Many people think that palimony is just alimony with a “P” and that the mere existence of a long term unmarried relationship, where the people live together, is enough to convey some right of support.  Having argued the landmark Maeker v. Ross case regarding palimony in the New Jersey Supreme Court, I have made clear on this blog in the past that that is not the case.  Rather, for relationships that existed before 2010, their had to be a promise, express, or implied by conduct, made by the supporting party that he/she intended to support the other person for life.  After 2010, a palimony agreement had to be in writing, which, for all intents and purposes have eliminated palimony for post-statute relationships.

That said, we still see cases after the end of long term relationships that predated the 2010 statute, where the parties lived together, and litigation ensues after the relationship ends.  One of those cases in the unreported case of Lernihan v. Revolinsky, an unreported (non-precedential) Appellate Division decision released on February 22, 2021.  Remarkable about the decision is it’s brevity, a mere 6 1/2 pages.  Notwithstanding the brevity, there are interesting things that can be gleaned from the the case.

Here are the relevant facts.  The parties met in 1996, later became engaged, but never got married.  They lived together in a marital-type relationship from 2002 to 2016 and had two children. They bought and sold two houses, each contributing to the deposit from his or her own earnings and savings. Both worked during the majority of the years they lived together and the only time that the plaintiff was financially dependent on defendant was for the brief periods of time  after the birth of their children.  That said, even then, she paid from her own funds a portion of the children’s expenses as well as her own.  Other than jointly owning their homes, the parties did not commingle their assets. Rather, they maintained separate bank accounts and made defined contributions to their joint expenses.  In fact,  other than jointly owning their homes, they never commingled their assets or  their earnings.  At the time of the proposal, the plaintiff was earning approximately $49,250 and the defendant was earning $57,083 – less than an $8,000 difference.  By the time of the trial, plaintiff, who obtained a graduate degree while engaged to defendant, was earning approximately $104,301 and defendant was earning $174,147.  The only thing in the opinion relative to the promise of support for life that would be required to sustain a claim for palimony was plaintiff’s testimony that she interpreted the engagement   “… to mean defendant had committed to support her financially for life.”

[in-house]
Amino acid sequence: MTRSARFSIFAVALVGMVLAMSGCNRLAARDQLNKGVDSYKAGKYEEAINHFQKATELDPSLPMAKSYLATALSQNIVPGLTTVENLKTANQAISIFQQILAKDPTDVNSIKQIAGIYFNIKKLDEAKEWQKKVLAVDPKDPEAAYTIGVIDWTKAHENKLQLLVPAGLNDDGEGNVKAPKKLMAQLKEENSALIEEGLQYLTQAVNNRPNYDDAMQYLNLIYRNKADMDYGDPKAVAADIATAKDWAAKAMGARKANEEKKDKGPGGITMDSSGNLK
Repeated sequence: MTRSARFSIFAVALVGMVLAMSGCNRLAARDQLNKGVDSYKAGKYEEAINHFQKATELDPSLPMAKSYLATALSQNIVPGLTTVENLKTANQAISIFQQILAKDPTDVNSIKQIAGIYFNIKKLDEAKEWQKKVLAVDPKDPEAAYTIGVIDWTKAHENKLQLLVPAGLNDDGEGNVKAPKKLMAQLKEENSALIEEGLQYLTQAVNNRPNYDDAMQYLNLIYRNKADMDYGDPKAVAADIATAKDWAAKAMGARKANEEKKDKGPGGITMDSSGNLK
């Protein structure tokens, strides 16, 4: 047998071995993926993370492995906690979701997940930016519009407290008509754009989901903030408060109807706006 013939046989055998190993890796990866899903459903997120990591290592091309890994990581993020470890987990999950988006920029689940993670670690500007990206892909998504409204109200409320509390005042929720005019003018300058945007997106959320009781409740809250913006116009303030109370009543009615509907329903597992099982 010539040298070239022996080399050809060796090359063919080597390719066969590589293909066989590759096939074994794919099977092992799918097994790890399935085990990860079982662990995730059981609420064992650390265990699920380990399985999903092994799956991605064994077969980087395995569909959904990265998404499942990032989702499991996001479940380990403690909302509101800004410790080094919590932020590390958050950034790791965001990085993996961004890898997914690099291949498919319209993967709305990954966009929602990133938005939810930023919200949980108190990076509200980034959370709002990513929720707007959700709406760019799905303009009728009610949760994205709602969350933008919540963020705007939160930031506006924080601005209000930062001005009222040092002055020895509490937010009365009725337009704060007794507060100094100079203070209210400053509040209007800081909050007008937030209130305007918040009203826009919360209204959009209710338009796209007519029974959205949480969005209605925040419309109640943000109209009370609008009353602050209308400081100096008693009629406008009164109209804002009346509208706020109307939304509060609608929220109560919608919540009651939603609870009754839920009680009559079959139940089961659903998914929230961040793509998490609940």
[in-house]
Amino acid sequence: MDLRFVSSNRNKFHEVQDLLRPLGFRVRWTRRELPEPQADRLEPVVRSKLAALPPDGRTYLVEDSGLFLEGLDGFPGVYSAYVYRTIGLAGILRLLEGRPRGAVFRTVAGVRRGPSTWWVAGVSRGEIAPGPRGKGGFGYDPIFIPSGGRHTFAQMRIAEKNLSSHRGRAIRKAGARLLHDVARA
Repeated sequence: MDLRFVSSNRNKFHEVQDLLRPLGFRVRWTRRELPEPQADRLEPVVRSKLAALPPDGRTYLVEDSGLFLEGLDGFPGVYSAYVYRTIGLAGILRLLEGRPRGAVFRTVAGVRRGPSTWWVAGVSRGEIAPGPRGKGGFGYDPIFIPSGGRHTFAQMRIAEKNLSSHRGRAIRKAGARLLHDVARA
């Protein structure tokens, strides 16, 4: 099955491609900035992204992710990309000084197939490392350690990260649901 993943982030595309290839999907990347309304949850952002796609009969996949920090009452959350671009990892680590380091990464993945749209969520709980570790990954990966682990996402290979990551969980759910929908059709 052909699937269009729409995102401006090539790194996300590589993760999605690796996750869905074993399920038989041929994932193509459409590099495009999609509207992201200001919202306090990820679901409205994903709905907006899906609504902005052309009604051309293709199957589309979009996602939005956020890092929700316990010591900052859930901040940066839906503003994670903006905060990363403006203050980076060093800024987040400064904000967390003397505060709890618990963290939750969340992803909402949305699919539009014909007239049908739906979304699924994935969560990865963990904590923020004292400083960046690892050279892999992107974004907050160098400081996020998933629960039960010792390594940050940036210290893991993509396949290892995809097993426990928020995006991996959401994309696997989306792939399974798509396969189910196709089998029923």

The trial court rejected this interpretation finding that plaintiff was not entitled to palimony and the Appellate Division affirmed.  The Appellate Division noted the trial court’s rationale, as follows:

Judge Espinales-Maloney found defendant’s denial that he ever committed to support plaintiff for life more credible than plaintiff’s assertion that he had. Indeed, the judge opined that plaintiff was a self-sufficient professional who could “support herself in a reasonable degree of comfort.” In the judge’s view, the facts necessary to establish a successful claim for palimony were entirely absent. Not only was plaintiff defendant’s financial equal when the relationship began, any belief she may have had regarding defendant’s alleged commitment to support her for life was entirely refuted by the manner in which the parties lived and managed their money.